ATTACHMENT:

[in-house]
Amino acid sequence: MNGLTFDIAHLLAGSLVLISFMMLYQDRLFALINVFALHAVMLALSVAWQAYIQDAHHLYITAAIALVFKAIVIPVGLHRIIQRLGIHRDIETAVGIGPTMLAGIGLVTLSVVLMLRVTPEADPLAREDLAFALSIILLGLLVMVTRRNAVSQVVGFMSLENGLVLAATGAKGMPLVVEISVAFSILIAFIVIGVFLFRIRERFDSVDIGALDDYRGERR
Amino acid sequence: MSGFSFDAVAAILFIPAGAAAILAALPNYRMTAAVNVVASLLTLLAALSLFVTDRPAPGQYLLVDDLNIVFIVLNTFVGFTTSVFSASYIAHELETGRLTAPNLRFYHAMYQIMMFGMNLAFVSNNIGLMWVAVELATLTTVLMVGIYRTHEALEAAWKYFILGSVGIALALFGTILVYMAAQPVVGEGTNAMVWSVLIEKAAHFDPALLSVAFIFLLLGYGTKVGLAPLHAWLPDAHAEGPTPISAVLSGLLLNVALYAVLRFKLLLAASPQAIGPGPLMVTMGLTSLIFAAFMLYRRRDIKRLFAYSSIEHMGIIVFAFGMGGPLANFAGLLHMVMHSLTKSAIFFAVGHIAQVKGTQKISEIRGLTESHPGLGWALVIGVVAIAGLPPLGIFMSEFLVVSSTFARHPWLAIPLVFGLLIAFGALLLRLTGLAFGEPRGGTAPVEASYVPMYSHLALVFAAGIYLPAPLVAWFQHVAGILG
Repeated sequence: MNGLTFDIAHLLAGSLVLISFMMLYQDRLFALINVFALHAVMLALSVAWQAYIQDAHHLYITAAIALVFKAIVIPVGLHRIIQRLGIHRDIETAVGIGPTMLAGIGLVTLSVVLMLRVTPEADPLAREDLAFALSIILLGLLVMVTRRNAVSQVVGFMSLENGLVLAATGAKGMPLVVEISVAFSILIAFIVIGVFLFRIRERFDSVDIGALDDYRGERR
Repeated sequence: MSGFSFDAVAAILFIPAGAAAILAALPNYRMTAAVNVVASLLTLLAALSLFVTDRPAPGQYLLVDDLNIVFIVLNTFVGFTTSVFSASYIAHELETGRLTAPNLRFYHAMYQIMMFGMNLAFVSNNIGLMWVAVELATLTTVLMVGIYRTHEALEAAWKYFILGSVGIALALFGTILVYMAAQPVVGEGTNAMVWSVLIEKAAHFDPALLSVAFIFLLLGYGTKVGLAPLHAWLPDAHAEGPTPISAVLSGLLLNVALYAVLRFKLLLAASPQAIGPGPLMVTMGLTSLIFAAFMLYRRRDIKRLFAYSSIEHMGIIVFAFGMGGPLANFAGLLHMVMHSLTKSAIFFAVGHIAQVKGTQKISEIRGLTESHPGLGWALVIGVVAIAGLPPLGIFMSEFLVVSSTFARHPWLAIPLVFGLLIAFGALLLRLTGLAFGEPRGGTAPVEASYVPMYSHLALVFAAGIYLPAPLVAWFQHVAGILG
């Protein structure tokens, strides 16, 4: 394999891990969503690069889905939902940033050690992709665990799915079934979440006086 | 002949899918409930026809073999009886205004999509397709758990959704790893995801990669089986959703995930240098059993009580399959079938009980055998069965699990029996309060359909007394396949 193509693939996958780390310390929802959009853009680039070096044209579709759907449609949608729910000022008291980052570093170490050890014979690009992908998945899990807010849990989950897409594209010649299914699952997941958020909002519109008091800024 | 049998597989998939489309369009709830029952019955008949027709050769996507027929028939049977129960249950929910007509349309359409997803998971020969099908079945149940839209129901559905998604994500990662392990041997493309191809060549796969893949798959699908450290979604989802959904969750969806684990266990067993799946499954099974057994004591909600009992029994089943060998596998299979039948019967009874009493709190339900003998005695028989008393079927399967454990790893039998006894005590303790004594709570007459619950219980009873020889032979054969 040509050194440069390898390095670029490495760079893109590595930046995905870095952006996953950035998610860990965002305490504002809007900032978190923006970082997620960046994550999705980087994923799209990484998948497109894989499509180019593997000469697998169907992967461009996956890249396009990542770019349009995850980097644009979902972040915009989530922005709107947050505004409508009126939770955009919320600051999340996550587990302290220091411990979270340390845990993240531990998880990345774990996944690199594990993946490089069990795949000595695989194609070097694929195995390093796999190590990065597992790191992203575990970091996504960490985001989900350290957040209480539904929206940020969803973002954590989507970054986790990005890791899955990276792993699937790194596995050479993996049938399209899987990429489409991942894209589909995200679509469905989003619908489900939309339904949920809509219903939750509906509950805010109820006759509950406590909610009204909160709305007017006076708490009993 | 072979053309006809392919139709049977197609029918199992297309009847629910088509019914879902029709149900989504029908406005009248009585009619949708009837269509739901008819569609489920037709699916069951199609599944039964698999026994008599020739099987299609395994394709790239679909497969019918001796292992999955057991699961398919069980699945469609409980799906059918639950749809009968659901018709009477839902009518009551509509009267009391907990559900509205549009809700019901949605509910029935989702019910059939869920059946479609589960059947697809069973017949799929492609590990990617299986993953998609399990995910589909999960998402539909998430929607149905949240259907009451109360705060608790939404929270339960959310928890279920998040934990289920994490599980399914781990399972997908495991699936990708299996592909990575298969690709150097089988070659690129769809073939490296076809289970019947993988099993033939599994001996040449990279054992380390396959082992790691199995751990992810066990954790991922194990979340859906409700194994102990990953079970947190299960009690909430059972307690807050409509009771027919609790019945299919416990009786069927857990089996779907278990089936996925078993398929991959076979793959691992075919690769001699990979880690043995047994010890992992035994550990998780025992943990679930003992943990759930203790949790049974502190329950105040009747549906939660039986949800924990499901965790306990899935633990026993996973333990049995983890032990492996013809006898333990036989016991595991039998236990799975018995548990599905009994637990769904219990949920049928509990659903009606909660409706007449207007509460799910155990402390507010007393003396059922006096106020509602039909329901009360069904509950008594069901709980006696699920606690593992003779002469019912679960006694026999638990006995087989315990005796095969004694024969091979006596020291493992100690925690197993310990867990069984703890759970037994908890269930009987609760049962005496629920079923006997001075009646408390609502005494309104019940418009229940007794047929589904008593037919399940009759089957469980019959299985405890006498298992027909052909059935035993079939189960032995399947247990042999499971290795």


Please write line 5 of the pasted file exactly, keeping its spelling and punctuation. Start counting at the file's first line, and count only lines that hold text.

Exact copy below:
Repeated sequence: MSGFSFDAVAAILFIPAGAAAILAALPNYRMTAAVNVVASLLTLLAALSLFVTDRPAPGQYLLVDDLNIVFIVLNTFVGFTTSVFSASYIAHELETGRLTAPNLRFYHAMYQIMMFGMNLAFVSNNIGLMWVAVELATLTTVLMVGIYRTHEALEAAWKYFILGSVGIALALFGTILVYMAAQPVVGEGTNAMVWSVLIEKAAHFDPALLSVAFIFLLLGYGTKVGLAPLHAWLPDAHAEGPTPISAVLSGLLLNVALYAVLRFKLLLAASPQAIGPGPLMVTMGLTSLIFAAFMLYRRRDIKRLFAYSSIEHMGIIVFAFGMGGPLANFAGLLHMVMHSLTKSAIFFAVGHIAQVKGTQKISEIRGLTESHPGLGWALVIGVVAIAGLPPLGIFMSEFLVVSSTFARHPWLAIPLVFGLLIAFGALLLRLTGLAFGEPRGGTAPVEASYVPMYSHLALVFAAGIYLPAPLVAWFQHVAGILG